The time is now for banks to reimagine payments processing

29 August 2023

The rapid convergence of emerging technologies and evolving business models is presenting banks with systemic and operational challenges that are proving profoundly difficult to navigate.

Many banks are simply slow in responding to new competitors, increasing regulatory and scheme requirements, and ever-evolving customer demand for value-added services. They struggle to really innovate, stemming from the unsustainably high costs of maintaining outdated IT systems and infrastructure, focusing excessive resource on the short-term need to ensure sufficient resiliency and compliance.

Margins on payments are under pressure

The payments processing model for account-to-account (A2A) payments is under particular strain. Payments are widely seen as a commodity product and banks are consistently reporting that margins are becoming more difficult to maintain, with most banks viewing payments as a cost centre.

To realise the business differentiation opportunities that unlock greater revenue, however, banks must ensure that their architecture and technology support key payments processing requirements. This includes adapting to huge volumes of low-value payments, as well as the need for speed in an age of real-time, always-on digital economies.

Another increasingly fundamental requirement for banks is understanding the realities of the underlying payments processing business models and defining their strategy accordingly. To end the vicious cycle of rising costs and decreasing margins, banks need to think differently about payment processing and start taking control.

Moving costs to revenue

It is evident that certain parts of the payment value chain such as execution and clearing and settlement are now highly commoditised with limited potential for differentiation (aside from when things go wrong, that is). In contrast, areas such as payment initiation management offer abundant opportunity for innovation for those with vision and a clear technology transformation strategy.

To realise these opportunities, banks must appraise the maturity of their payments processing ecosystem and understand whether they are operating Payment Processing as a Legacy, Payment Processing as a Commodity or Payment Processing as a Business.

With Payment Processing as a Legacy, the all-consuming focus on fighting fires and preventing systems from falling over prohibits the consideration of important questions. Namely – do we need to do this? For some banks, the answer is ‘no’ and the best option is to exit and outsource parts of, or all, the payments business. Other banks have a choice between either setting up payments to run as a cost centre (Payment Processing as a Commodity) or a profit centre (Payment Processing as a Business).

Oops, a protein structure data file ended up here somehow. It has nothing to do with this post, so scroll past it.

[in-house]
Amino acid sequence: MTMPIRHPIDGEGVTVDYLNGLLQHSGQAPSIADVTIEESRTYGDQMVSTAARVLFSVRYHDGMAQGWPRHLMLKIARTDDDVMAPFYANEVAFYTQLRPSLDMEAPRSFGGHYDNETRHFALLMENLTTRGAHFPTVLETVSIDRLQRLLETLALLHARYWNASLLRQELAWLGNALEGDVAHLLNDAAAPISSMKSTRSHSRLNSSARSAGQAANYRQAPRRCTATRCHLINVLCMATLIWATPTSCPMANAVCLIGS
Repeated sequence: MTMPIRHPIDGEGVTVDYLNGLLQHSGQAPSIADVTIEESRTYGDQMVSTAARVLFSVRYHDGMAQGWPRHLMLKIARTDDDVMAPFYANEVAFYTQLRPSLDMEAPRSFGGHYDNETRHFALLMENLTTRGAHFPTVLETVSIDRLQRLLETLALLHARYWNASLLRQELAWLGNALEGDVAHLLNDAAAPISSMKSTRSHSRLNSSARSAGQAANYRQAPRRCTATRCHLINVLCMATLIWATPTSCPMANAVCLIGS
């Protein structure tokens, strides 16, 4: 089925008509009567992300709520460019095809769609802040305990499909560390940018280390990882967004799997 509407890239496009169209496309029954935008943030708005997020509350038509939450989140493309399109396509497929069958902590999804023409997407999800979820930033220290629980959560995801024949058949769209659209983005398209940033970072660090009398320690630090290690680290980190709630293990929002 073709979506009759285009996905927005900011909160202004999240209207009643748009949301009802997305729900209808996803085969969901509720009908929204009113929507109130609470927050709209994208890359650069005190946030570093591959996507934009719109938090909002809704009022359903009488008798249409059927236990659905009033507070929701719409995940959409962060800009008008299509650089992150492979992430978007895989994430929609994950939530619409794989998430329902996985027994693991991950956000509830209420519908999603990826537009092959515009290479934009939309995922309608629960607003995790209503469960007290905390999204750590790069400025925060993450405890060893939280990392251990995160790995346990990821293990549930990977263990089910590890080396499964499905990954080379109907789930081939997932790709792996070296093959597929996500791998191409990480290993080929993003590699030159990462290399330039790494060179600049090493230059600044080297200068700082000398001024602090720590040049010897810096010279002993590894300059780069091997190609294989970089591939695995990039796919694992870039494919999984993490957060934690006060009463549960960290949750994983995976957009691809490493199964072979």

With Payment Processing as a Commodity, banks focus on payments modernisation initiatives to promote efficiency, reliability and straight through processing (STP) to lower the cost base. In comparison, Payment Processing as a Business is predicated on delivering enhanced services to existing and emerging client segments to drive revenue and make money on payments.

This places the onus on banks to understand how they can approach and deliver these new services. One example is combining standard A2A payments with credit services, insurance and dispute handling to offer a comparable offering to card payments. Banks already deliver the individual components, but what needs to happen at an architectural, technical and strategic level to deliver as a bundled product?

Is payments modernisation enough?

For Payment Processing as a Commodity, modernising through the adoption of new technologies is an absolute minimum requirement for keeping the lights on, meeting regulatory and scheme requirements, and operating efficiently and cost-effectively.

But it is important to recognise that this will only take banks so far.

For banks moving towards Payments Processing as a Business, transformation underpins the ability to offer differentiated services and products. The profound impact on the architecture cannot be underestimated, and modernising legacy environments simply will not deliver the requisite functionality and performance.

This requires banks to think holistically around the whole business model and look to the long term in respect of how they can control their costs, build and risks. An approach to transformation that balances technology solutions, strategy and services can deliver the flexibility needed to promote the innovation that will, ultimately, help to reimagine payments processing.

To find out more, watch this webinar where Toine and Amit Bhute, Global Head – BFS Practice, Virtusa, explore how banks can capitalise on cost-effective solutions for payment modernisation and transformation.

Toine van Beusekom